Not For Swingers Anymore: Grown-Up Club Med Is In Expansion Mode With New Resorts On Tap
Club Med, which in 1950 pioneered the idea of the all-inclusive resort, is in expansion mode. The company is on track to open 17 properties around the world by 2024, including its second in the United States, in Utah. It will also renovate or expand 13 existing resorts.
Club Med — which has a North American headquarters in Miami — has evolved over the years. The earliest locations in Spain and Italy were conceived as communal beachfront "villages" where families could stay in tents or huts, and play sports and do yoga together. By the 1970s, the brand was famous for freewheeling singles, according to an archived Los Angeles Times article, though the brand was attempting to switch gears to a more family-friendly format.
In 1981, a New York Times reporter went to the Club Med resort in Martinique. She found the expected slate of sports, buffets, drinks and dancing — but also wet T-shirt contests and a worker who told her he was “in charge of making love to American tourists.”
Club Med made numerous attempts at rebranding. After faltering in the 1990s, when it had 116 properties, Club Med courted families in the early 2000s. The current incarnation emphasizes kids' activities and “green” practices like a reduction of single-use plastics.
However, some longstanding aspects of Club Med remain the same. Club Med has its own rituals and vocabulary: staff are called “G.O.s” — short for Gentils Organisateurs," or "Gracious Organizers" — and are often likened to camp counselors. They live on-site and walk around the resort leading choreographed dances that travelers are encouraged to join, and nighttime shows such as skits.
Modern reviewers from Food & Wine and Forbes suggest that the company has finally largely succeeded in its turnaround, comparing it to a cruise, though not everyone is aware of its changed reputation. A Fodors reviewer in December called Club Med "the most misunderstood hotel chain in the world," lamenting that many still think of it as being for swingers.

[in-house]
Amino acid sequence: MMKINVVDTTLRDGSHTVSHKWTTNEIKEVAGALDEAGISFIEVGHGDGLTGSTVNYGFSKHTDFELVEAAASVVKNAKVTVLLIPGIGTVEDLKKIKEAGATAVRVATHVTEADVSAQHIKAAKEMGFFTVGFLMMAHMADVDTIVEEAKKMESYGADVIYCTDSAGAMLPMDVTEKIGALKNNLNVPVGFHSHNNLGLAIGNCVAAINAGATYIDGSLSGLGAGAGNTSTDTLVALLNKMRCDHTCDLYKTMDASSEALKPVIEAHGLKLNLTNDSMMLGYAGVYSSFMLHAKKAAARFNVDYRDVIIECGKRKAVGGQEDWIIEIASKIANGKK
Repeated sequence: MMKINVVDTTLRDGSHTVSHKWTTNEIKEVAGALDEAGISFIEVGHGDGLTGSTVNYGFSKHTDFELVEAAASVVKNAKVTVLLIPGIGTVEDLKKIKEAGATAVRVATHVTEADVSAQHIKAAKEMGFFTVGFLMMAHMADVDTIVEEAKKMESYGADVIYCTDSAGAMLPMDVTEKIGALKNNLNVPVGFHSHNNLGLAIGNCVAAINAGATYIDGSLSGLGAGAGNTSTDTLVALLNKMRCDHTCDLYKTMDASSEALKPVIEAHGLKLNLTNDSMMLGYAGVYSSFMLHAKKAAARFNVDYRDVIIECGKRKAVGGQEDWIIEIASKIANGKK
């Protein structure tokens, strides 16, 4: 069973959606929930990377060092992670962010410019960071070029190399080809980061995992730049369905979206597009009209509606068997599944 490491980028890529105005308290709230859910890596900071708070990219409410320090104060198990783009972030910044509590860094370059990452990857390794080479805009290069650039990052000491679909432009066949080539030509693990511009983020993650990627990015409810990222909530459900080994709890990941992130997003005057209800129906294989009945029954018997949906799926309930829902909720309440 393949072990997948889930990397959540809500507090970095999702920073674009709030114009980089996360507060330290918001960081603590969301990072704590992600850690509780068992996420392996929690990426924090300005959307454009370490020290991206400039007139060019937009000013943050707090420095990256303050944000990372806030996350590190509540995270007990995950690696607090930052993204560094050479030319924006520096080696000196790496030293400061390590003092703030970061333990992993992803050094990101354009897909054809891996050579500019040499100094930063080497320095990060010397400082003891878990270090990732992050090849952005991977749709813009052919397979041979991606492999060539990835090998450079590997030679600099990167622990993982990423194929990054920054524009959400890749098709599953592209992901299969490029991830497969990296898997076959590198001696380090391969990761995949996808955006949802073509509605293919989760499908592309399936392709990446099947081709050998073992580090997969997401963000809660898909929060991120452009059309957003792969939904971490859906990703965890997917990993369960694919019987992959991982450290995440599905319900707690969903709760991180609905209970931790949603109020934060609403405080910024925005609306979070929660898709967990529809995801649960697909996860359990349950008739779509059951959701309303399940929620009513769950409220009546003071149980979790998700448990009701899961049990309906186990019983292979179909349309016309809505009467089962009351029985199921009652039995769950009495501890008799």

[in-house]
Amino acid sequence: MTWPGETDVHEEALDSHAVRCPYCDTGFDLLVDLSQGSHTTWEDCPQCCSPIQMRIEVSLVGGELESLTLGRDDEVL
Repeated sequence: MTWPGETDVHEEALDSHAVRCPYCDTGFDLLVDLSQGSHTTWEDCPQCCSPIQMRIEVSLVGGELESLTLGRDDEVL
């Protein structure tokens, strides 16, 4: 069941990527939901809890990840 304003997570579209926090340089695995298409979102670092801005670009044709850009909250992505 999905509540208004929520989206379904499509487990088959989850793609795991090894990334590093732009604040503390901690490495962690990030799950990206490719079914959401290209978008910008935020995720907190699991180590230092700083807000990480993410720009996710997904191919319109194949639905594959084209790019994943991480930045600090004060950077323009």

“Since 1950, Club Med has continued to shape the all-inclusive industry by introducing new destinations and experiences to travelers worldwide,” says Carolyne Doyon, president and CEO of Club Med North America and the Caribbean.
“Throughout our 72-year history, we’ve successfully adapted our portfolio to appeal to upscale travelers and families, as well as demonstrated our leadership in the all-inclusive mountain experience," Carolyne Doyon, president and CEO of Club Med North America and the Caribbean, said in a statement.
Club Med was bought in 2015 by Fosun Tourism Group, an arm of Fosun International, the investment firm run by Shanghai billionaire Guo Guangchang, who has been called “China’s Warren Buffett.” Forbes reported that Club Med had been unprofitable in 2018, but reversed fortunes in 2019, only to get hit by coronavirus pandemic a year later. Nevertheless, it opened four new resorts and renovated four in 2021.
In Utah, Club Med is expanding a resort called Snowbasin, about 35 miles north of Salt Lake City. The new component will have 320 rooms, stay open year-round, and will be part of Club Med’s “Exclusive Collection," which includes 13 5-star properties within Club Med’s total 65-property portfolio. Club Med’s only other U.S. property is the Sandpiper Resort in Port St. Lucie, Florida. A ski property opened in Canada in December.
Club Med’s other planned developments are in Marbella, Spain; the French Alps; the Italian Alps; Greece; Phuket, Thailand; Hokkaido, Japan; and Borneo, Malaysia.